Jan looked up suddenly.
“Am I to go on a Sunday, sir?”
The thought of his return to the Norfolk rectory, in this dire disgrace, had taken sudden and most poignant shape. On a Sunday it would be too awful, with the somnolent yet captious household in a state of either complacent indolence or sanctified fuss, assimilating sirloin or starting for church, according to the hour of his arrival.
Mr. Thrale seemed already to have taken this into humane consideration, for he promptly replied: “You will remain till Monday; meanwhile you are to consider yourself a prisoner on parole, and mix no more in the society for which you have shown yourself unfit. So far as this school goes you are condemned to death for lying betrayal, and mock-manly meanness. Murder will out, Rutter, but you are not condemned for any undiscovered crime of the past. Yet if it is true that you ever got out of your house at night – ”
Jan could not meet the awful mien with which Mr. Thrale here made dramatic pause; but he filled it by mumbling that it was quite true, he had got out once, over two years ago.
“Once,” said Mr. Thrale, “is enough to deprive you of the previous good character that might otherwise have been taken into consideration. I do not say it could have saved you; but nothing can save the traitor guilty of repeated acts of treason. A certain consideration you will receive at Mr. Heriot’s hands, by his special request, until you go on Monday morning. And that, Rutter, is all I have to say to you as Head Master of this school.”
Even so is the convicted murderer handed over to the High Sheriff for destruction; but just as other judges soften the dread language of the law with more human utterances on their own account, so before he was done did Mr. Thrale address himself to Jan as man to man, merely reversing the legal order. He asked the boy what he was going to do in life, and besought him not to look upon his whole life as necessarily ruined. The greater the fall, the greater the merit of rising again; he had almost said, and he would say, the greater the sport of rising! Jan had pulled matches out of the fire; let him take life as a game, bowl out the Devil that was in him, and pull his own soul out of Hell! Here he enlarged upon the lust of drink, bluntly but with a tender breadth of understanding, as a snare set alike for the just and the unjust, a curse most accursed in its destruction of the moral fibre, as in this very case; and Jan could not have listened more humbly if his own whole body and soul had been already undermined. He thought he saw tears in the old man’s eyes; he knew he had them in his own. These last words of earnest exhortation, beginning as they did between man and man, went on and finished almost as between father and son, with a handshake and “God guide you!” There was even the offer of a letter which, while not glozing the worst, would yet say those other things that could still be said, and might stand Jan in good stead if he were man enough to show it in Australia.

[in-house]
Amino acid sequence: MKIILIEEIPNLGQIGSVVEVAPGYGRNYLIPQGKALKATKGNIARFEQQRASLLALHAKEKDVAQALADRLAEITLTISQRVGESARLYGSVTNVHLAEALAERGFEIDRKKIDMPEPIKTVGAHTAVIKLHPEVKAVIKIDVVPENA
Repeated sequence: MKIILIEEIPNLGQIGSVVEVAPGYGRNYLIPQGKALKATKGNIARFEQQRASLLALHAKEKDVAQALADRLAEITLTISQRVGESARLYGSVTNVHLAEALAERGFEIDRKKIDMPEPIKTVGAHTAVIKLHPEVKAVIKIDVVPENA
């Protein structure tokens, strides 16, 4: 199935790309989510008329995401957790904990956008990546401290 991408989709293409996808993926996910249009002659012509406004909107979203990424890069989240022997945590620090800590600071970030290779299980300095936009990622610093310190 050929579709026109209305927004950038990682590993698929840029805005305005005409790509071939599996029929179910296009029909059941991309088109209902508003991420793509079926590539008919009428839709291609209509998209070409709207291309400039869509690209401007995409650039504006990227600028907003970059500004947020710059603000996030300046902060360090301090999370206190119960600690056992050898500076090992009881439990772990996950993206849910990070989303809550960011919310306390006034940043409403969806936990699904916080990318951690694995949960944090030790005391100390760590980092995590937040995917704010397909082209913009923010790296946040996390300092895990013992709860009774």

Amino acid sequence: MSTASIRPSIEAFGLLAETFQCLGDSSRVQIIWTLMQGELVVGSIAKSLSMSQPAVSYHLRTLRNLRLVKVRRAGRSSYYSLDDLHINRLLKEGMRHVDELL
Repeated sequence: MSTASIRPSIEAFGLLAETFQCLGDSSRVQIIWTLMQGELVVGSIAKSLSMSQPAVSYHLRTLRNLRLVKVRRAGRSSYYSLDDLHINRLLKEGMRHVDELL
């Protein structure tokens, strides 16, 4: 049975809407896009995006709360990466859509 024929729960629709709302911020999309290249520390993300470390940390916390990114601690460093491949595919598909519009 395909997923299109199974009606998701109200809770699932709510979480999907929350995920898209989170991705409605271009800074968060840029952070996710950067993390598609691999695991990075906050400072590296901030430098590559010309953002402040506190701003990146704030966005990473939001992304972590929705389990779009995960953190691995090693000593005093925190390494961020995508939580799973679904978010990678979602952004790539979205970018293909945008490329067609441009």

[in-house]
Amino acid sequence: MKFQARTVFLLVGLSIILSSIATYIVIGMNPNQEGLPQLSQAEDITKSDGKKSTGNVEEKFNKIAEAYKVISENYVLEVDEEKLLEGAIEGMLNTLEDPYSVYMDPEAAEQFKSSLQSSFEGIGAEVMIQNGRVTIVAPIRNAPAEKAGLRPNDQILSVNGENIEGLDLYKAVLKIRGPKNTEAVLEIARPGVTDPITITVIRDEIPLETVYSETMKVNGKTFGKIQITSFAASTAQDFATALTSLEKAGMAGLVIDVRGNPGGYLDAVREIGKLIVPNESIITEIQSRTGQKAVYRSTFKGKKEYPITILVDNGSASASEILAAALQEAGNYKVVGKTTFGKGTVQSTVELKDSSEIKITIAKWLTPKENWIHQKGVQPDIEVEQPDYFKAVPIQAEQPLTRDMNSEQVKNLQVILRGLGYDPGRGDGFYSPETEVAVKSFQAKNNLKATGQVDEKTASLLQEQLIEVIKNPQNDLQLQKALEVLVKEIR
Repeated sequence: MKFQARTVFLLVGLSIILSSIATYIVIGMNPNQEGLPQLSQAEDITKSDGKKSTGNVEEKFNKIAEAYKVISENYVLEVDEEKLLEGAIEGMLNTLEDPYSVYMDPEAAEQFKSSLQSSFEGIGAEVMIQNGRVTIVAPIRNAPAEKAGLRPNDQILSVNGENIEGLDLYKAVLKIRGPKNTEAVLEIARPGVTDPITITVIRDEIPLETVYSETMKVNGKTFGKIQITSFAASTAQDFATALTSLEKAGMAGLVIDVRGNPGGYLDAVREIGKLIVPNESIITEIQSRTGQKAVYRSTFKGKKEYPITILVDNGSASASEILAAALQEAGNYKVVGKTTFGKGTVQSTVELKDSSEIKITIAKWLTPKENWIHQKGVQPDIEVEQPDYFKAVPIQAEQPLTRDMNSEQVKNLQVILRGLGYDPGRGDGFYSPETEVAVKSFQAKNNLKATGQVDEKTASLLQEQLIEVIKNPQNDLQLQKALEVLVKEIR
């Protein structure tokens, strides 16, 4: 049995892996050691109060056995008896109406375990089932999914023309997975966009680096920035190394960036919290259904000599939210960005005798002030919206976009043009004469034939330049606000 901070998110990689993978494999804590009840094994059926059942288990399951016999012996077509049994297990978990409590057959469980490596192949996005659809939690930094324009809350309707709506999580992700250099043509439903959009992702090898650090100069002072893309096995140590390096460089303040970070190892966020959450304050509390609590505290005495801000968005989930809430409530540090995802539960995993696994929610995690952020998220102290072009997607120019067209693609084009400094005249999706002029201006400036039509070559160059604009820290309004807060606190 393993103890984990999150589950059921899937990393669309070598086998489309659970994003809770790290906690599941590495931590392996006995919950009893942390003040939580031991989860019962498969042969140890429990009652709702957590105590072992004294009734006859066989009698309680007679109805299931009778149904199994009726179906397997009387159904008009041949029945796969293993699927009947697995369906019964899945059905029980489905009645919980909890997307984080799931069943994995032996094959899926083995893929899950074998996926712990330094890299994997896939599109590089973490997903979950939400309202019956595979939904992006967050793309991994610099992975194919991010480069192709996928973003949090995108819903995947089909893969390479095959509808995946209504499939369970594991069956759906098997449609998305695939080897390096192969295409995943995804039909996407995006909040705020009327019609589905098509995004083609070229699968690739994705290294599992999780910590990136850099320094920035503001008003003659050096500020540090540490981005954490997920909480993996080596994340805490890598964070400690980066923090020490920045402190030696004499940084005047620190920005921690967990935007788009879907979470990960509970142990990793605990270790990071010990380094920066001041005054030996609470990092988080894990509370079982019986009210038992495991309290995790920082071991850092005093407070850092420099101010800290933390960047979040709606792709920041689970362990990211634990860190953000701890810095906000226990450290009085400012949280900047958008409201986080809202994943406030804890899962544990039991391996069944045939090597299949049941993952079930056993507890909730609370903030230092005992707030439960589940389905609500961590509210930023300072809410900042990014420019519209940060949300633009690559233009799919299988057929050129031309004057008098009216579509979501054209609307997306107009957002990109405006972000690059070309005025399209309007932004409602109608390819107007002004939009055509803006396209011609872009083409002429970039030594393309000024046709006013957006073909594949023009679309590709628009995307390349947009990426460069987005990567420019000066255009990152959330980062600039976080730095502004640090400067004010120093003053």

But meanwhile he had been expelled from school, expelled in his last term, when Captain of Cricket, and on top of his one triumph in that capacity.
He laughed aloud as he suddenly remembered the actual facts of the case.
Mr. Heriot himself showed Jan to his room, the spare bedroom on the private side of the house, where he was to remain until he went. All his belongings had been brought down from dormitory, and some few already from his study. The bed was made and turned down, with clean sheets as if for a guest; and there was an adjoining dressing-room at his disposal, with the gas lit and hot water placed in readiness by some unenlightened maid.